Date Awarded


Document Type


Degree Name

Doctor of Philosophy (Ph.D.)




Charles F Gressard

Committee Member

Thomas J Ward

Committee Member

Victoria A Foster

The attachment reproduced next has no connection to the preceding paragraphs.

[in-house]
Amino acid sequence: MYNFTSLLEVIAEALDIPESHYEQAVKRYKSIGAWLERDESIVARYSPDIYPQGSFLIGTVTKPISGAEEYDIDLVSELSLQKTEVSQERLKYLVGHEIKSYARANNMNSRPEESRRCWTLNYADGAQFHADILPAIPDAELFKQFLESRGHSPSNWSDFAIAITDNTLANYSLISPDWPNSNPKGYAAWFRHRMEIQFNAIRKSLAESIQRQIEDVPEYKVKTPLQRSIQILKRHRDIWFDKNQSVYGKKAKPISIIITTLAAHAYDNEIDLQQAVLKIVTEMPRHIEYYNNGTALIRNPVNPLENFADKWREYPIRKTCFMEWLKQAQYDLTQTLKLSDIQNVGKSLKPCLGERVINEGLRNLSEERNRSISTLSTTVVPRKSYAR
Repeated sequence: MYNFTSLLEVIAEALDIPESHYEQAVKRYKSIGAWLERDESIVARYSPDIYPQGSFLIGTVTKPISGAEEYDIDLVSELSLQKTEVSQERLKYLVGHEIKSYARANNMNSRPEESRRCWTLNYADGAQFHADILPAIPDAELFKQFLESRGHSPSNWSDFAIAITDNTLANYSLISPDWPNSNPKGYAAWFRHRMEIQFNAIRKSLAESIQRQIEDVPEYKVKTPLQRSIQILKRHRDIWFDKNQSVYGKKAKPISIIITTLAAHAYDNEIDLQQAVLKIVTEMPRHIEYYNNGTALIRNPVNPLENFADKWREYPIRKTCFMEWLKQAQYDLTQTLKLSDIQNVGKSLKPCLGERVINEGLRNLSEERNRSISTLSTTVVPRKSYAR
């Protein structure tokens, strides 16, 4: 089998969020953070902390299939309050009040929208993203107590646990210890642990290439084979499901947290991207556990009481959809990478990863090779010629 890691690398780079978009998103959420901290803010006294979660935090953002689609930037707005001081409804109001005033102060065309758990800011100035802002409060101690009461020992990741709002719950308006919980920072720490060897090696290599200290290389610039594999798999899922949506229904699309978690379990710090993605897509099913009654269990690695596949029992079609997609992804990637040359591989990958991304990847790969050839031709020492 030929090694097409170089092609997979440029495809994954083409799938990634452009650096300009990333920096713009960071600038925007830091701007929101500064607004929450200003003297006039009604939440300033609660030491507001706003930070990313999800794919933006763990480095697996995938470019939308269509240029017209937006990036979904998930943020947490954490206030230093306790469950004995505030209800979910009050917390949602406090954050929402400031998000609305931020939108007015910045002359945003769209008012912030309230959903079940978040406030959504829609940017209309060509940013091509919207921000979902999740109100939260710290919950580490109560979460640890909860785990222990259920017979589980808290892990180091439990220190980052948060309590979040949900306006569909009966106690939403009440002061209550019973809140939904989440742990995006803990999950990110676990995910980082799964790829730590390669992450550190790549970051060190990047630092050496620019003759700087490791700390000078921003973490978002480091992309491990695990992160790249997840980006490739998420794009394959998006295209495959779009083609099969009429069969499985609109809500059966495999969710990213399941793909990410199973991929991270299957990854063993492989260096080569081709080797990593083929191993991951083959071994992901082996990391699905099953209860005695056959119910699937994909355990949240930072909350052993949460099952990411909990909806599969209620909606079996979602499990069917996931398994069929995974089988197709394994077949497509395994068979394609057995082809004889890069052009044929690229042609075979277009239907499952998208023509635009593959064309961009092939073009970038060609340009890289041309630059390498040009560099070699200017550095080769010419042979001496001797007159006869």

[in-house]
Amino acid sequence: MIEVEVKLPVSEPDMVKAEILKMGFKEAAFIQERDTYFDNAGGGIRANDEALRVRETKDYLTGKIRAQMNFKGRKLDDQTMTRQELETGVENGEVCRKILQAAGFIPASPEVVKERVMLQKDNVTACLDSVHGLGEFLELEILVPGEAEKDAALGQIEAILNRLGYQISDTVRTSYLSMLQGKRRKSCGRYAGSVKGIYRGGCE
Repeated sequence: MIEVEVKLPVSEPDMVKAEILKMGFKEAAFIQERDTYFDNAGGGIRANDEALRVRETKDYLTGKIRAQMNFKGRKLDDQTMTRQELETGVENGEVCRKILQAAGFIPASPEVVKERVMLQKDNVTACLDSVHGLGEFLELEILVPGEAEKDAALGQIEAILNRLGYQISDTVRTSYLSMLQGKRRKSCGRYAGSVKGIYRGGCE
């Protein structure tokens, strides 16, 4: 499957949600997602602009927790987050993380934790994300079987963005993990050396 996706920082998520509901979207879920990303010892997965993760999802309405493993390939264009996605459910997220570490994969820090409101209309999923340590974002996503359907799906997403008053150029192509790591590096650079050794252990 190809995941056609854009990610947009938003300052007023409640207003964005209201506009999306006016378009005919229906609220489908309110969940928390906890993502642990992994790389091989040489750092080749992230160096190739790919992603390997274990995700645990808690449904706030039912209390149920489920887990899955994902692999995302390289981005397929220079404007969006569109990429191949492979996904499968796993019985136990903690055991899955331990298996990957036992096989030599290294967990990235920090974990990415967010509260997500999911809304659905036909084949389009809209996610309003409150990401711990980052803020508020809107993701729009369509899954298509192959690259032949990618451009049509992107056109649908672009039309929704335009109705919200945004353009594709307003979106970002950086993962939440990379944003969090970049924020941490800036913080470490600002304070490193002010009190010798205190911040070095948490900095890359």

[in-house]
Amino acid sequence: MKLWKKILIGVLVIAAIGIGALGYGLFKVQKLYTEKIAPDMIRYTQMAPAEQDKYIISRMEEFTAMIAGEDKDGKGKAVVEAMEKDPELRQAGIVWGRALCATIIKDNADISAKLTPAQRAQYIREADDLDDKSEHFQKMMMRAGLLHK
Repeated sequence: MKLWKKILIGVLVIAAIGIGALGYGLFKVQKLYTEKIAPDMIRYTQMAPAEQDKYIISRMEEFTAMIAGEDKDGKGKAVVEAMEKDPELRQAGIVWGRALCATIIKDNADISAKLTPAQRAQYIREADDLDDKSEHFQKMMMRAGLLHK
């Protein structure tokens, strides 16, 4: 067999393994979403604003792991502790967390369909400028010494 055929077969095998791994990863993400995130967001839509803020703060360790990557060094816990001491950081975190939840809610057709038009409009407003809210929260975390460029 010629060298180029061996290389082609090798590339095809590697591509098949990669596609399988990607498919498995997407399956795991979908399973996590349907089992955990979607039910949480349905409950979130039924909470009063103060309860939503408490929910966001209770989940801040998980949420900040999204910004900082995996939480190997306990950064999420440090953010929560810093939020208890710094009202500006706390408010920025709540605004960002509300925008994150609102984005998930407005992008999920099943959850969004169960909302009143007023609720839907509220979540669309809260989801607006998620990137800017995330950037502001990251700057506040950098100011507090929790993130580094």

Mental health professionals who provide treatment to sex offenders navigate the complex legal, ethics and moral intersections surrounding the population within the professional-personal dialectic. The purpose of this research study was to explore the potential relationship between mental health professional's attitudes toward sex offenders and their level of moral development in order to encourage increasingly effective training and experiential interventions which then may impact treatment outcomes. Research participants included licensed and non-licensed counselors, social workers and psychologists (n = 135). Along with a demographic questionnaire and the Marlowe- Crowne Social Desirability Scale, the Defining Issues Test was used as a measure of moral development and the Community Attitudes Toward Sex Offender Scale evaluated the attitudes of mental health professionals toward the sex offender population. This study identified a statistically significant relationship between a mental health professional's level of moral development and attitude toward sex offenders with 6.2% of the variation in attitudes related to DIT-II N2 scores. Mental health professionals that engaged in greater amounts of self-directed training endorsed less negative attitudes toward sex offenders. No relationship was found between the mental health professional's length of experience, other types of training and attitudes toward sex offenders. The results and limitations identified within this study support further development of this line of research with an emphasis on recruiting a sample with a larger representation of participants with sex offenders specific credentialing and with the inclusion of additional or alternative assessments related to evaluating attitudes toward sex offenders.




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